Religion in the Maldives is a no-go topic in public discourse, and the fear of being labelled anti-Islam contributes to the journalists practicing self-censorship of forgoing bylines while reporting on extremism in the country. As part of official control, the Communications Authority of Maldives blocks websites with anti-Islamic content upon request by ministries and other agencies. Though social media use is growing, intimidation and deaths threats pose the greatest challenge for free expression online. The yet unsolved murders of journalist Ahmed Rilwan and blogger Yameen Rashid known for their vocal criticism of religious fundamentalism are grim reminders of the risks of speaking out for religious freedom or minority rights. In its World Report 2021, Human Rights Watch accused the government of failing to confront the influence of hard-line Islamist groups. “Online intimidation of human rights groups continued to have a chilling effect on civil society in 2020,” and reiterated calls to tackle hate speech and violence online.
The state response to tackling religious extremism however, often has serious implications for freedom of expression and civil rights. In Sri Lanka, the Prevention of Terrorism (De-radicalisation from Holding Violent Extremist Religious Ideology) Regulations were issued in march 2021, expanding on the Prevention of Terrorism Act (PTA). Powers given to authorities to detain and ‘rehabilitate’ anyone who ‘by words either spoken or intended to be read or by signs or by visible representations’ causes the commission of violence or ‘religious, racial or communal disharmony or feelings of ill will or hostility between different communities or racial or religious groups’ is prone to misuse, fear activists. The spate of arrests in cases of hate speech, mostly of Tamil and Muslim minorities further reinforces this apprehension of selective use of power by law enforcement agencies.
Women journalists in the firing line
The rampant vitriol and violence online were particularly targeted at women journalists in the region. Pakistani women journalists had a rough year, facing unrelenting abuse by organised troll armies, many backed by members of the ruling party, prompting them to release a petition taking the government to account. Similar was the case across the border in India, where online abuse took a heavy toll in an already stressful year of the pandemic. Sexist abuse, misogyny and spillover of online to offline stalking and violence became the price that women journalists paid for speaking out.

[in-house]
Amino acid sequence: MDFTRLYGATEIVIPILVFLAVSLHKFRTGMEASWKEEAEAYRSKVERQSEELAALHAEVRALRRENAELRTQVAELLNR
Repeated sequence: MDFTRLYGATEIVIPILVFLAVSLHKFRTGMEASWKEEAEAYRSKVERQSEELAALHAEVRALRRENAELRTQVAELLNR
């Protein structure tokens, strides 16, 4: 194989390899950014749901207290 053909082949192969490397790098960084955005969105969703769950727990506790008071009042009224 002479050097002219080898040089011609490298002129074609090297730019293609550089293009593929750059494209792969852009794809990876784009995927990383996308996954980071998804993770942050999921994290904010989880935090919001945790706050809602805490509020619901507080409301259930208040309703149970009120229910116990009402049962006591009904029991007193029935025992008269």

The marginalised existence of women journalists in South Asia’s media community is itself one of the factors contributing to precarity. A report released in early 2020 by the South Asia Women’s Network, showed that women accounted for only 29 per cent of staff in Maldives media organisations. Only five per cent leadership roles were occupied by women. Paradoxically, the enrolment of women in journalism courses in the Maldives was higher than men at 3:1. This data begs the question: where do these professional women vanish? The answer probably lies in another finding of the study: women face immense discrimination, harassment and bullying at the workplace.
Nepali women journalists too faced character assassination, body shaming, speculation about sexual links with prominent men, with women journalists from marginalised communities such as Madhesi and Dalit are more intensive attack. Women journalists fought back, and refused to be silenced, speedily blocking abusers, reporting them and also using aliases to move forward and express themselves online.
Patchy access to information
Almost all countries in South Asia sought to tighten controls over access to information, denying journalists a basic tool for accurate reporting. In Afghanistan, despite an Access to Information Law passed in 2014 and amended in 2018, there are barriers to information access. The setting up of an independent Information Access Commission with 65 government-level departments to assist in the transfer of information from government offices to the media, is potentially a step towards easing access. However, implementation remains a question, given other moves that restrict access, for example the 2020 restrictions authorising only governors to share information with the media, thus creating huge bottlenecks. Moreover, with the imminent withdrawal of the US-NATO troops in the coming year, the barriers to accessing information regarding the opaque agencies of security, justice and peace will undoubtedly impact credible reporting at this crucial juncture.